The popular social networking site Facebook shut down more than a dozen fraudulent Canadian Facebook groups this past May that were trying to trick first-year students into signing up. However, within weeks other fake groups popped up to take their place.
For several years now, many high school students who are entering university in the fall sign up to legitimate Facebook groups created by fellow students for their particular freshman class. For example, students who are starting their first year at Brock University in September can sign up to the “Brock University Class of 2013” Facebook group, named for the year in which the students are scheduled to graduate.
Students can use these groups to get to know each other, share information and plan activities before they even set foot on campus. Most, if not all, universities in Canada have similar student-run Facebook groups.
However, the fake “Class of” Facebook groups are set up by individuals with no connection to the university they purport to represent. It appears they are creating these fake groups to collect personal information on the students to be used for marketing purposes.
The alarm on fake Facebook groups was first sounded in the U.S. last December by Brad Ward, a blogger who works in student recruitment. This past February, Matthew Melnyk stumbled upon such a group pretending to represent Brock University students. Digging further, Mr. Melnyk, the electronic outreach officer in Brock’s recruitment and liaison office, found that this group was linked to other illegitimate “Class of” Facebook groups at more than a dozen Canadian universities (British Columbia, Concordia, Guelph, McGill, McMaster, Queen’s, Ryerson, Simon Fraser, Toronto, Trinity Western, Wilfrid Laurier, Western Ontario, Windsor and York).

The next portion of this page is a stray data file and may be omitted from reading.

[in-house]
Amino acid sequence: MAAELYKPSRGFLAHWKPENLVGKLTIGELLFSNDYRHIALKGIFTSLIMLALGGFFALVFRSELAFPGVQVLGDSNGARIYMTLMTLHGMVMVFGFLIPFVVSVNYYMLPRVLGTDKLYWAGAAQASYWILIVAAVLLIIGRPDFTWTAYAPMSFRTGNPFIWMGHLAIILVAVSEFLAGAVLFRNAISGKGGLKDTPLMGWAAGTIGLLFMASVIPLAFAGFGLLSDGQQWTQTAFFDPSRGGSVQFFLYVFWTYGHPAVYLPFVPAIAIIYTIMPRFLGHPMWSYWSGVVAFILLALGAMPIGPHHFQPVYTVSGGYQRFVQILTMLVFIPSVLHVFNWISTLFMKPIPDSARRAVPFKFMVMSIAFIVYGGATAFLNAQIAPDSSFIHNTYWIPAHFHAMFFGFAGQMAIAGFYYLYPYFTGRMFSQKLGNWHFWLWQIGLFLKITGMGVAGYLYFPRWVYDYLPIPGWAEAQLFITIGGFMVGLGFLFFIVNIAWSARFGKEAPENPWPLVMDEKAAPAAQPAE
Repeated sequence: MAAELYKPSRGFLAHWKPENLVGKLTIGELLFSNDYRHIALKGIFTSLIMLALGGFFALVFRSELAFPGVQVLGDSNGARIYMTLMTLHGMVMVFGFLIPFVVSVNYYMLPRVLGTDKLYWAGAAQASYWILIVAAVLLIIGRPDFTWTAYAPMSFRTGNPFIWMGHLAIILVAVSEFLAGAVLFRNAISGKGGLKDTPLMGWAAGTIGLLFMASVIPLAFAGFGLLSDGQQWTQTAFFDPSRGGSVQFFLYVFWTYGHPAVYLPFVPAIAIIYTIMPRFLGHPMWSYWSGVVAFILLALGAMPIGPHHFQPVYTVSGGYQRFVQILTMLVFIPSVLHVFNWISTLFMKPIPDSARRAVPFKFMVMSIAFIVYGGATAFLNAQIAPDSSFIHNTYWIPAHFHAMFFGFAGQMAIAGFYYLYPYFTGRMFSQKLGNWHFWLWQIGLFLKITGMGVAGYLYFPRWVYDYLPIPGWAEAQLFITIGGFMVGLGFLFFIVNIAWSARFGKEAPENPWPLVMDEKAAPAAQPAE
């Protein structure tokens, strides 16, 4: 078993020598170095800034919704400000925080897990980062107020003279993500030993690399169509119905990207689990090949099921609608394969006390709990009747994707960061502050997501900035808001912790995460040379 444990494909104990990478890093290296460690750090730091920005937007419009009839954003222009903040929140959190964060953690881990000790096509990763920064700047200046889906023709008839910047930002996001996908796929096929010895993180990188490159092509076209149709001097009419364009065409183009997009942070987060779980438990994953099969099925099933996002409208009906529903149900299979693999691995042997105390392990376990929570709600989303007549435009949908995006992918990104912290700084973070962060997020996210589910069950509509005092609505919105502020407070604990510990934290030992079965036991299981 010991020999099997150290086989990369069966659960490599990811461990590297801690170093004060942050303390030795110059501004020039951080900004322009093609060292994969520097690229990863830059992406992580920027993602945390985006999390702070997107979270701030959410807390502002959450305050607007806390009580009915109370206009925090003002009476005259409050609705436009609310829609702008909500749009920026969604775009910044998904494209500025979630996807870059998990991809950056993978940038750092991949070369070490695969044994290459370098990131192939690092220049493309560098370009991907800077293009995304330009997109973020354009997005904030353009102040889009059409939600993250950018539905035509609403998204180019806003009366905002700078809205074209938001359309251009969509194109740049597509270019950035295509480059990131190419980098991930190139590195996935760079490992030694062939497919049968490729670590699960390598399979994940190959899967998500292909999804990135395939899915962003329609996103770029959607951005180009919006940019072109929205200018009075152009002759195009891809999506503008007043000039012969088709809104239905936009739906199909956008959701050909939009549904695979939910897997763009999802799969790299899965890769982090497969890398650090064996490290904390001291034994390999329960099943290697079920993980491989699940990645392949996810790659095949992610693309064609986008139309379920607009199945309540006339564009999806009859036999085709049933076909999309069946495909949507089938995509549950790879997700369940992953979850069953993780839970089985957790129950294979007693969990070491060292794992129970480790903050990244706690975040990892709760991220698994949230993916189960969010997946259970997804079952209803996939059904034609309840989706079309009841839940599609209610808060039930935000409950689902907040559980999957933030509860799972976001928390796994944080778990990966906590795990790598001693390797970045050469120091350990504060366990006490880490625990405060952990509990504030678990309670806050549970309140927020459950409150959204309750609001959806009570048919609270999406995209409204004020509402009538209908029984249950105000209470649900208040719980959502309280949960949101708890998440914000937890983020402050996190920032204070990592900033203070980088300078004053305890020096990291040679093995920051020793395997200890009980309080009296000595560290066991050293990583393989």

Facebook shut these groups down, but within weeks Mr. Melnyk discovered other fake Facebook groups that were now promoting the Classes of 2014 and 2015. These fake groups are linked to a marketing company called Eruption Productions which organizes events aimed at university students.
“I think this is a pretty clear indication of their game,” said Mr. Melnyk. “If you can gather thousands, or potentially tens of thousands, of student contacts, you have a very valuable resource for event planning and management.”
Ryan McNutt, the new media officer in the communication and marketing department at Dalhousie University, had a similar experience at his university. The obvious message for universities, he said in a blog post, is that they must keep a close eye on social media.
“As both individuals and organizations get savvier in the social media realm, our responsibility to monitor and protect our identity online is only going to grow,” he noted.
“Every university has to make its own decisions as to when to take action, but the use of a school’s identity to mislead prospective students into a marketer’s channel is a serious concern that shouldn’t be taken lightly.”
Mr. Melnyk at Brock said that if companies want to market to students using social media, that’s none of his business. But these marketers should not be doing so under false pretenses, pretending to be a student-led group when they clearly are not.